Some films just have to be seen to be understood - and although that makes this review pretty redundant, it's very much the case with Wonderwall. It really is a product of its time - swinging London and psychedelia - and as you might expect, it's a visual treat, even 40 years on. But its merits as a film? Well, that's a tough one to call.
The storyline is simple. A stuffy old scientist (Oscar Collins - played by Jack MacGowran) lives a regimented life both at work and and at play. Indeed, it's hard to see the difference - once his carefully organised day ends, he goes home to his grey London flat (decorated in a strange Pre-Raphaelite style) to indulge in much the same. His only company is a pet praying mantis and his cleaner (played by the ever-dependable Irene Handl). But all that carefully organised monotony is about to change, thanks to a small hole in the wall.
That hole projects an image of the next door flat onto his plain wall - an image of his neighbour, model Penny Lane (Jane Birkin). Oscar is transfixed by the image and his view into the model's life. When the hole is blocked, he creates many more holes in his 'Wonderwall', so he can become part of the model's life and world. It's an obsession that takes over his whole life - he refuses to go to work, he spends all waking hours looking through the holes (even dressing for the part when the model throws a party) and when he sleeps, he dreams only of the model and her life.
But all is not well in her life. Through a chance meeting, he gets to know Penny's boyfriend - who confides in the professor of his boredom with the relationship. Through the wall he also discovers Penny is pregnant - and he sees her partner write a 'goodbye' note, pushing Penny over the edge. Oscar might be an unwelcome voyeur - but he could be the only one to save her.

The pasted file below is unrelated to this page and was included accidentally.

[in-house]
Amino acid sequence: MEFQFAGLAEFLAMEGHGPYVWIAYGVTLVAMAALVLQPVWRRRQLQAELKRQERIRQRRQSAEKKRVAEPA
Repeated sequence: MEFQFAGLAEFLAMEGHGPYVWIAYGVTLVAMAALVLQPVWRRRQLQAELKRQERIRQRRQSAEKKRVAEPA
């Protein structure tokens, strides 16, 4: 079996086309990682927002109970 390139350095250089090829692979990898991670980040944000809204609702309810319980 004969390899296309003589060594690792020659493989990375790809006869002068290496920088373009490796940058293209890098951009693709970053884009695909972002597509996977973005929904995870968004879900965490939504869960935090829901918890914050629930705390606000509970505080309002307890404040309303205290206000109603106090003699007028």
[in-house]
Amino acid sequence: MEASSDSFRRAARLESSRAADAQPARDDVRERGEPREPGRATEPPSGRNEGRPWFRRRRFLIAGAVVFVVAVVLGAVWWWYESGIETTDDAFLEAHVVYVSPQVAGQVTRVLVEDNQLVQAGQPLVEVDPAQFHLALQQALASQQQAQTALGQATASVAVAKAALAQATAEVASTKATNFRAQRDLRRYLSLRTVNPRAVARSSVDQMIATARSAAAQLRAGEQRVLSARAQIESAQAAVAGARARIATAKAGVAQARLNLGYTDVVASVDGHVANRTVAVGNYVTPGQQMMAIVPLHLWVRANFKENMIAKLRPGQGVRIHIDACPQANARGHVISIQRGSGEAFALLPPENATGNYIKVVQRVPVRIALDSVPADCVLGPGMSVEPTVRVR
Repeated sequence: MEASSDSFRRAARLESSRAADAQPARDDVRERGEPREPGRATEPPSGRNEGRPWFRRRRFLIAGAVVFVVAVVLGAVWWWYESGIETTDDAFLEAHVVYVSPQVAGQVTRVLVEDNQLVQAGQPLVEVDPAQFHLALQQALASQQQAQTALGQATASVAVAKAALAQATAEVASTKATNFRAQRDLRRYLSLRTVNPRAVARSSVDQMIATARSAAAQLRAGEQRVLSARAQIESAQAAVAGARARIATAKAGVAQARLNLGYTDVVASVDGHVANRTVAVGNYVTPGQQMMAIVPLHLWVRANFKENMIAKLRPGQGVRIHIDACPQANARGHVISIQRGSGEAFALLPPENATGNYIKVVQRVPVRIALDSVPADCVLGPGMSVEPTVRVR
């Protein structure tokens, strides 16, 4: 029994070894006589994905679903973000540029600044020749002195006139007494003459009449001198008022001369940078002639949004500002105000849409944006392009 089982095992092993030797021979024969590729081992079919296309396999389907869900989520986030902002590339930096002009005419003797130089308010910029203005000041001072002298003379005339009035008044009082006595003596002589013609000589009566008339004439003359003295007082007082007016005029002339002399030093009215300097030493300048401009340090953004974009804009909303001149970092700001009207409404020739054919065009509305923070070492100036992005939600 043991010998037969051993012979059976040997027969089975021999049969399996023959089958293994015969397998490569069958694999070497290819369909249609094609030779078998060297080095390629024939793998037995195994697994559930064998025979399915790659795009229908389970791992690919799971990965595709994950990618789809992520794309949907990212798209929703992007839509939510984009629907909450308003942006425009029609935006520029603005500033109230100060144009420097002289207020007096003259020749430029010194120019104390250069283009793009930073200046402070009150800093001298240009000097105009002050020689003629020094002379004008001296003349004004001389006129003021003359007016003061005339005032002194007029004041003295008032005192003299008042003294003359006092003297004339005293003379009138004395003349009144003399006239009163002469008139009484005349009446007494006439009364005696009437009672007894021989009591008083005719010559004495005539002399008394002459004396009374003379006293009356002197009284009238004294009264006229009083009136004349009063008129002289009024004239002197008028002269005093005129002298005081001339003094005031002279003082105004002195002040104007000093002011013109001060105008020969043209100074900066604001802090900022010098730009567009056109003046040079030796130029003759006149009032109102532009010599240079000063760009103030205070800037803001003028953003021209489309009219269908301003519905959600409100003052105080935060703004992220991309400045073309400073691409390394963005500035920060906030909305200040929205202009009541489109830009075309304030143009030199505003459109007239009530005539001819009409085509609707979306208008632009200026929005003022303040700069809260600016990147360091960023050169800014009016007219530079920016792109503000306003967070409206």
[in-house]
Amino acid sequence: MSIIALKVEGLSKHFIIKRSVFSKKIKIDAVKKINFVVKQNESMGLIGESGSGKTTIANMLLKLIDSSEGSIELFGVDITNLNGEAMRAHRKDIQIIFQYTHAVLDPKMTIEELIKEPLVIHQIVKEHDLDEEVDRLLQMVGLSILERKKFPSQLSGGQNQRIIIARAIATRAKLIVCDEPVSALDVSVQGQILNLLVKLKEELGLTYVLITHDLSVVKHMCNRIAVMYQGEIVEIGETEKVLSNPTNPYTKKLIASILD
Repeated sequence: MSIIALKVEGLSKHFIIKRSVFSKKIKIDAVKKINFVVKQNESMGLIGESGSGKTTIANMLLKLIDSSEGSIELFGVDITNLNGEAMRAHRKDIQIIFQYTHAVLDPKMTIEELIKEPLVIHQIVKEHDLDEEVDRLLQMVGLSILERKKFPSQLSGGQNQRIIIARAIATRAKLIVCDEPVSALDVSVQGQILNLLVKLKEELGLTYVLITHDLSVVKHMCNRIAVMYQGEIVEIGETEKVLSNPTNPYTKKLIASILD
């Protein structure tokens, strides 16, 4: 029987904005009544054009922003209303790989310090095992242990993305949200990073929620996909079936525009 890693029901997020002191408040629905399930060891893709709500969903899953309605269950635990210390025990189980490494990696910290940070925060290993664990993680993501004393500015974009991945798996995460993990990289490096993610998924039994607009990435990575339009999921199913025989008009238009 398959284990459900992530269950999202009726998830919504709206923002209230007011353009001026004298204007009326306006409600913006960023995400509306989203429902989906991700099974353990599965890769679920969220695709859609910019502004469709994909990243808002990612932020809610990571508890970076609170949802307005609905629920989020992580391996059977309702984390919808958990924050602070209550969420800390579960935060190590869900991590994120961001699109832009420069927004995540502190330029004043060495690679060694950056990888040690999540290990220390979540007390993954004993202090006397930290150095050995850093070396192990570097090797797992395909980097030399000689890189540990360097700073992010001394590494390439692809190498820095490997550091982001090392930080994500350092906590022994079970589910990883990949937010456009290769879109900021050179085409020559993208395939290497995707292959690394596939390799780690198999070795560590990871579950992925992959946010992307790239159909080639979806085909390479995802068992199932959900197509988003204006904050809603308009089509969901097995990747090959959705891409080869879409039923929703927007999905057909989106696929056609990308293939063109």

As I said earlier, Wonderwall is visually stunning, a screen full of psychedelic imagery (created by Dutch art collective The Fool), screaming the era in look, fashion and attitude. And as you'll probably already know, it has a soundtrack of weird and wonderful background music from the mind of George Harrison - assisted by the Remo Four and Eric Clapton. Strange, but annoyingly catchy at the same time. And perfect for the film.
But the movie has to live and die by its plot and direction - and for me, it does the former. The story itself is pretty simplistic - and could easily have been a movie short. But director Joe Massot drags the viewer into the professor's strange, almost subterranean world and his altogether more colourful dream-like world, as well as that of the swinging set, living out a more hedonistic life on the other side of that brick wall. Ok, he's effectively just a peeping tom, but you never feel that - you always know that he's infatuated and he's got the interest of the girl at heart. For me, all that is a positive - but you might find those dream scenes and symbolic imagery just plain self-indulgent. As I said, it's a film that just has to be seen.
It's a shame the British viewer can only see it as a rough and ready budget DVD then really (and even that is out of print). The picture quality is variable at best, sound could be better and the extras are almost non-existent. Compare that to the special edition released by Rhino in the US and you'll realise how hard done to we really are. Let's hope this is sorted out sooner rather than later.
For anyone with an interest in the psychedelic 60s, Wonderwall is a film to pick up. You might love it, you might hate it - but you'll never forget it.